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As part of an ongoing series Artworks asked people from in and around Umeå about the impact of being the European Capital of Culture this year. Here we put Emmy Astbury, producer, under the spotlight

2 min read

Emmy was born and grew up in Umeå, but moved away about 15 years ago. However, she visits her family regularly and works with an Umeå based dance collective. One of the projects is a cultural capital project, funded by Umeå 2014, Umeå City Council as well as other national and international funding agencies and collaborators. 

How do you feel about Umea being the European Capital of Culture 2014?

I think in terms of international visibility for the city it obviously a great boost. Some concern has been raised in the city around it as well, and I think sustainability is the most important one.  The Cultural Capital has very much focused on allowing shared creation of the content by the cultural actors in the city, and I think this could help with that issue.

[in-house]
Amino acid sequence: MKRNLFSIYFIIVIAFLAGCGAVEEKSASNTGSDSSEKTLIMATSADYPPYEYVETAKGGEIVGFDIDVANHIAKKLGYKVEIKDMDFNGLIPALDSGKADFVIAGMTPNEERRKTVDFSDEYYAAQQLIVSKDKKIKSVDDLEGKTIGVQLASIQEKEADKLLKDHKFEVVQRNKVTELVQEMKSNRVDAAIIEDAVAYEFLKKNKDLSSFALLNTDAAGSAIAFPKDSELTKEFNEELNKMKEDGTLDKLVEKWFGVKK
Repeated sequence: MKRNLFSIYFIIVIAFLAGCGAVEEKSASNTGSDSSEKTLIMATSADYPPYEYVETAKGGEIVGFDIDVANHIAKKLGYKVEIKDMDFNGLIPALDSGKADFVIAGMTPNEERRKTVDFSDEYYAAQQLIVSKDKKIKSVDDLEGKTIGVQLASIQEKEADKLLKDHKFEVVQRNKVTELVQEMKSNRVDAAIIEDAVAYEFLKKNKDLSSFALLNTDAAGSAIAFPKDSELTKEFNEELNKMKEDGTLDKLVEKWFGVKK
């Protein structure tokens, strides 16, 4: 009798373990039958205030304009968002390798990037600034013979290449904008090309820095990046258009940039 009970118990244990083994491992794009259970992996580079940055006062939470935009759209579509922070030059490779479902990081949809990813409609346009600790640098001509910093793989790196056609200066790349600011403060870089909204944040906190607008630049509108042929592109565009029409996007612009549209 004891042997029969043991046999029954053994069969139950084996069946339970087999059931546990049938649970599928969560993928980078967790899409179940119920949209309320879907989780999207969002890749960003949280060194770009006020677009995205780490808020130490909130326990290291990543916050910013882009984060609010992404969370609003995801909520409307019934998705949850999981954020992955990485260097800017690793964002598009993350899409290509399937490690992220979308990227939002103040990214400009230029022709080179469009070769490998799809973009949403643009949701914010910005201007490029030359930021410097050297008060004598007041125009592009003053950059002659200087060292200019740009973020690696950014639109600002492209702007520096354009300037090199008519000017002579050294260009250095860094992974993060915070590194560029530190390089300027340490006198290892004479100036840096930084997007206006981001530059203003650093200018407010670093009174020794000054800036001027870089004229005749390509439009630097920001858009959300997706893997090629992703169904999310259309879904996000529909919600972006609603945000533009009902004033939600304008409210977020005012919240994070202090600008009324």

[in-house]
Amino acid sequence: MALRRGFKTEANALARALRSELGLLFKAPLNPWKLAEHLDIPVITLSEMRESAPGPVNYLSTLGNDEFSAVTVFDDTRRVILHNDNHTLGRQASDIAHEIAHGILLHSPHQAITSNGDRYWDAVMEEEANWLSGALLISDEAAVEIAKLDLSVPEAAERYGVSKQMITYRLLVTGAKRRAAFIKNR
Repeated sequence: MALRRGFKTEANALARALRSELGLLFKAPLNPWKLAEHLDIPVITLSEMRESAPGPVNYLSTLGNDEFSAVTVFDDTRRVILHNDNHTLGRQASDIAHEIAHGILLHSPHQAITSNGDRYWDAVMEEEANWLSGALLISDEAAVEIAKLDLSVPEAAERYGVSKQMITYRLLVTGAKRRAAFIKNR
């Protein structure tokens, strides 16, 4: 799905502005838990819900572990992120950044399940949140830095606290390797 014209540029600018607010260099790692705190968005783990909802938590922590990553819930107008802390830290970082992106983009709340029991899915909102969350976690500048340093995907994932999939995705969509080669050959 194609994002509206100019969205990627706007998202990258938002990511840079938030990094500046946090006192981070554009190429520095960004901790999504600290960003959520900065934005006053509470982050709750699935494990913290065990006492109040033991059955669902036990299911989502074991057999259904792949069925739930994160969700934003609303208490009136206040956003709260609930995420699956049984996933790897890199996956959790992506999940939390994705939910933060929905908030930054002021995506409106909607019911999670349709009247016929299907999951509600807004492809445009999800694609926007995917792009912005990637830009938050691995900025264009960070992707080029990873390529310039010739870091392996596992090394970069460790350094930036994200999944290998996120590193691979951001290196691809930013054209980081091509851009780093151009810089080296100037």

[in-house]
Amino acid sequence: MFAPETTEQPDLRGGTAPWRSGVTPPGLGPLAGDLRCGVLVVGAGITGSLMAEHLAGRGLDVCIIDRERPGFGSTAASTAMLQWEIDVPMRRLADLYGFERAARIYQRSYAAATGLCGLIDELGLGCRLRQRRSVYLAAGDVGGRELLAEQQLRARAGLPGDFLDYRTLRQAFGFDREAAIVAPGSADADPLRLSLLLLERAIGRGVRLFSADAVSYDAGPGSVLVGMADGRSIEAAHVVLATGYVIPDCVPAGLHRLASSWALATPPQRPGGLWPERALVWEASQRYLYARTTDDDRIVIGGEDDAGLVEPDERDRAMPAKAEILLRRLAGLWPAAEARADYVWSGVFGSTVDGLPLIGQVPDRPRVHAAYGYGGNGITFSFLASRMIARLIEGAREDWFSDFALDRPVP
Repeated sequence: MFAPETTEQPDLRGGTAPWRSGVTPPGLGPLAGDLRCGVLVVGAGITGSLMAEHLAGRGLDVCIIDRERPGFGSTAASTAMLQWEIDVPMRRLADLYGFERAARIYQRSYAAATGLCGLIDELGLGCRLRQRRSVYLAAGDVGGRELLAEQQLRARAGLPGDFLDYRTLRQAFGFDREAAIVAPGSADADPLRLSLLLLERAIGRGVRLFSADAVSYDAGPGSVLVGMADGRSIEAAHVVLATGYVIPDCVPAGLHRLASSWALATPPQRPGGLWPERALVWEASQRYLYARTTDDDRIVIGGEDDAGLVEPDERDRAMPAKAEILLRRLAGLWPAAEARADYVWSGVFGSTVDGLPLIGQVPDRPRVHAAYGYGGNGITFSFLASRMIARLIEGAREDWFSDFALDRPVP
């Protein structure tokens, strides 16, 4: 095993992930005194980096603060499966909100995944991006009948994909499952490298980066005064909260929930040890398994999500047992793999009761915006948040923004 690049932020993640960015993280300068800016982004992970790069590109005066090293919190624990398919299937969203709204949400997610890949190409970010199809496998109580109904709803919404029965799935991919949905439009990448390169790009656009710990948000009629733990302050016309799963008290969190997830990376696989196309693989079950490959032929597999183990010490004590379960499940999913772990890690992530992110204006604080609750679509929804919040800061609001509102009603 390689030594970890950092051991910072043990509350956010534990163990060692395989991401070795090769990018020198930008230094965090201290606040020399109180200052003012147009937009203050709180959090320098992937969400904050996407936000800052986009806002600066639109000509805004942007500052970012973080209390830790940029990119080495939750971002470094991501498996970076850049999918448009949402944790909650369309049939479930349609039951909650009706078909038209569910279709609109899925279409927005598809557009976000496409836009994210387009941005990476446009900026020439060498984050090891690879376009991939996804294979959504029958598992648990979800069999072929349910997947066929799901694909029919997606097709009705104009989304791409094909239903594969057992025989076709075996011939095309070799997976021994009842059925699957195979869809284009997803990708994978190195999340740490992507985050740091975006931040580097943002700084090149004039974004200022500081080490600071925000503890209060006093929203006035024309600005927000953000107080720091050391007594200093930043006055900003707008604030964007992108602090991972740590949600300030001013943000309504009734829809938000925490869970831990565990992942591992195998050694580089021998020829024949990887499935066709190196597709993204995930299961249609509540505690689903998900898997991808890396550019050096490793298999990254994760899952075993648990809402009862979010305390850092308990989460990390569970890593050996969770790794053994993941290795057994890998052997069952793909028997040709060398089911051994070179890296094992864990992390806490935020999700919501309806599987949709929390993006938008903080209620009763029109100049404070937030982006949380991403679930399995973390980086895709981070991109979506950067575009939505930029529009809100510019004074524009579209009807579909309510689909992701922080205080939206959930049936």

How has it affected the city so far?

There has been a combination of bigger investments in infrastructure and more artistically led projects. Seeing the opening ceremony draw half of the city into the freezing cold to watch was quite a moving moment.

What do you hope will come out of it in the future?

In the best of worlds I think it can bring a sense of inspiration, higher ambition and new collaborations. I think this will happen, but not overnight. 

What is the greatest arts phenomenon in Umeå?

I think it is the do-it-yourself spirit. This is clearly visible in the thriving music scene in Umeå, but it is also very much a part of other art forms, with the largest non-profit theatre association in Sweden ( and a thriving dance community.